With respect to federal-state relations, the committee notes that although federal regulations establish a common framework for methadone treatment services, there is great variation among the states regarding methadone treatment services. This variation stems from philosophical and financial factors that appear unrelated to the prevalence of opiate addiction and the characteristics of the treated patient population. (The report, in chapter 6, summarizes state rules in five states—New York, California, Massachusetts, Illinois, and Florida.)
In the course of examining the federal methadone regulations, the committee arrived at several general conclusions about the responsibilities of the federal government and the states.
First, a need exists to maintain a federal system of regulations that proscribe certain activities, such as using medication doses to reward or punish a patient's behavior, or failing to provide due process for involuntary administrative termination of treatment. In addition, clinical practice guidelines should be developed for methadone treatment, with state substance abuse authorities as a primary user.
Second, the federal government should actively attempt to minimize the administrative burden associated with both federal and state government regulation of methadone treatment. It should seek compatibility of federal and state regulations, and should adopt uniform procedures that allow inspections by one level of government to be satisfactory for other levels. It should, as appropriate, consider the delegation of the inspection and compliance function to the states on a contract basis.
Third, federal regulations should encourage states, through their licensing boards, to ensure that medical, psychiatric, nursing, psychology, social work, and pharmacy staff have adequate training to provide the appropriate care in methadone treatment programs.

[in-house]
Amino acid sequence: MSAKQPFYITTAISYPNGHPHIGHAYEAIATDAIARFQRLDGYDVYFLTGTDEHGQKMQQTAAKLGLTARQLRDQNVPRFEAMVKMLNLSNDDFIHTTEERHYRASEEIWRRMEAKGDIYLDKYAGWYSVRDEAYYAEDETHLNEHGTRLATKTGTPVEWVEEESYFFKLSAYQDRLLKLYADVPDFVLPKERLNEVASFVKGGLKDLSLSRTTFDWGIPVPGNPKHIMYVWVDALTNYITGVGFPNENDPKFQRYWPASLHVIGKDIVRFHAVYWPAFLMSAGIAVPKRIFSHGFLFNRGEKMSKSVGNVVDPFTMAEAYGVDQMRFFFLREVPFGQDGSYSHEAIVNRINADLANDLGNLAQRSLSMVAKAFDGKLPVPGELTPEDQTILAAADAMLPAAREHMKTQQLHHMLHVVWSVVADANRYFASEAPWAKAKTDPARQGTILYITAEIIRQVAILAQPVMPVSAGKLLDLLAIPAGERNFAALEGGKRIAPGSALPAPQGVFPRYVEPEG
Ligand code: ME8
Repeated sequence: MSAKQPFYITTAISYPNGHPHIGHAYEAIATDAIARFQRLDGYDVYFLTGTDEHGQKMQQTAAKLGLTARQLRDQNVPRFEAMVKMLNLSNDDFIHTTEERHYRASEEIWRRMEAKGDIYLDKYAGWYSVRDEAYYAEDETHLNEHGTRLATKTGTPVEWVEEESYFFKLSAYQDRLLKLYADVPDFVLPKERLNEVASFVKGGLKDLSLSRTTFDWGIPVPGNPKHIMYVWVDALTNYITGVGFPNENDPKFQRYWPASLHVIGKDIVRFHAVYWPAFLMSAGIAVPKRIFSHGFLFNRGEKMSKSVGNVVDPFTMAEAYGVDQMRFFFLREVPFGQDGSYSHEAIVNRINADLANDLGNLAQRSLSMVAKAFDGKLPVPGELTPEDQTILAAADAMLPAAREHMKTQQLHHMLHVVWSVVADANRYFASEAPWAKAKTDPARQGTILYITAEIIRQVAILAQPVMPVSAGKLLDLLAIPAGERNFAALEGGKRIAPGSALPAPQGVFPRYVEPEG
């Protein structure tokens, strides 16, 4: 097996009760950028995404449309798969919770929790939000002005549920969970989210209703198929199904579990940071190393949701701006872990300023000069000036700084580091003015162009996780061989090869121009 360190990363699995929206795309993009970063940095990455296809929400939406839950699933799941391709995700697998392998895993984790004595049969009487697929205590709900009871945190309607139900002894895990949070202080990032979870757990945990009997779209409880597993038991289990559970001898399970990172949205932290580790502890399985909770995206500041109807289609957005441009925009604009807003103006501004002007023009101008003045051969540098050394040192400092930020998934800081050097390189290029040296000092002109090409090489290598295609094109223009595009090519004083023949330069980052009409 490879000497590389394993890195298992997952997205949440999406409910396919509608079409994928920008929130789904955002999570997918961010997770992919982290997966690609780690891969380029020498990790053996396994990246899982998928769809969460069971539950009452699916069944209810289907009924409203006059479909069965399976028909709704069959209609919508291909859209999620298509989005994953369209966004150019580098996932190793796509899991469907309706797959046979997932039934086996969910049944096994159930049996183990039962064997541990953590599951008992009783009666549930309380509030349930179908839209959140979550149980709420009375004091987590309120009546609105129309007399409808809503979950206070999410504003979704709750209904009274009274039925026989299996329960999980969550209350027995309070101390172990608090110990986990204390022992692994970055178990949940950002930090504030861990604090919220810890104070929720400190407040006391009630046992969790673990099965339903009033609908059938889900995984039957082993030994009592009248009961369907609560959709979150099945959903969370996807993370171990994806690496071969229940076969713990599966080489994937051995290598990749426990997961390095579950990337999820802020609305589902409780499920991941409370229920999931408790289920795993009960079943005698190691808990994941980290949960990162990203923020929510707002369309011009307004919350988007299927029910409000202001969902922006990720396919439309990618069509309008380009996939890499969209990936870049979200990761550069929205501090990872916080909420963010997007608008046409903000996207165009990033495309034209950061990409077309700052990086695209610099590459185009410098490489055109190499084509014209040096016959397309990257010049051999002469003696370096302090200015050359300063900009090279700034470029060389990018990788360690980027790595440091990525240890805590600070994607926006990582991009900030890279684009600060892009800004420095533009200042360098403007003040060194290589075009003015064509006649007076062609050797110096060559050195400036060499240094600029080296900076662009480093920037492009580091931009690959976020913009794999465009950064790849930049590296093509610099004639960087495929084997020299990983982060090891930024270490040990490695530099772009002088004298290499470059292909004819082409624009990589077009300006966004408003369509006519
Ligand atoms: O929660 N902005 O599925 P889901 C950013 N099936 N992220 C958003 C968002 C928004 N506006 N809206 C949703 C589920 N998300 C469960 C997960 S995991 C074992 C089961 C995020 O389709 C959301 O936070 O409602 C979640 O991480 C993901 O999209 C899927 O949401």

Fourth, federal regulations should prohibit states that receive federal funding from developing regulations or contractual requirements that arbitrarily limit services and deny methadone pharmacotherapy to patients who require concurrent treatment for psychiatric illness and/or other addictions, or from arbitrarily limiting services even in the absence of such regulations or requirements. SAMHSA should be authorized and directed to tie compliance with this requirement to eligibility for block grant funding.
Finally, the extent of state regulation of substance abuse treatment revealed in the case of LAAM, approved by FDA in 1993 for treating narcotic addiction, but not yet approved by many states is so great that the committee recommends that a comprehensive assessment of state substance abuse treatment regulations be undertaken, especially as they pertain to the treatment of opiate addiction, with an eye to developing a model state approach to the financing, treatment, and regulation of services.
With respect to financing, the committee was not asked to examine this aspect of methadone treatment, and the descriptive data in chapter 6 do not permit any authoritative judgments to be made about the adequacy of financing. Recent evidence indicates, however, that there has been a marked decrease in the number and variety of services clients reported receiving. Although there are currently federal block grant monies to improve access to treatment, they do not appear to meet the current treatment demand. These and
other financing limitations create serious barriers to treatment for many patients and limit the type and quantity of provided services.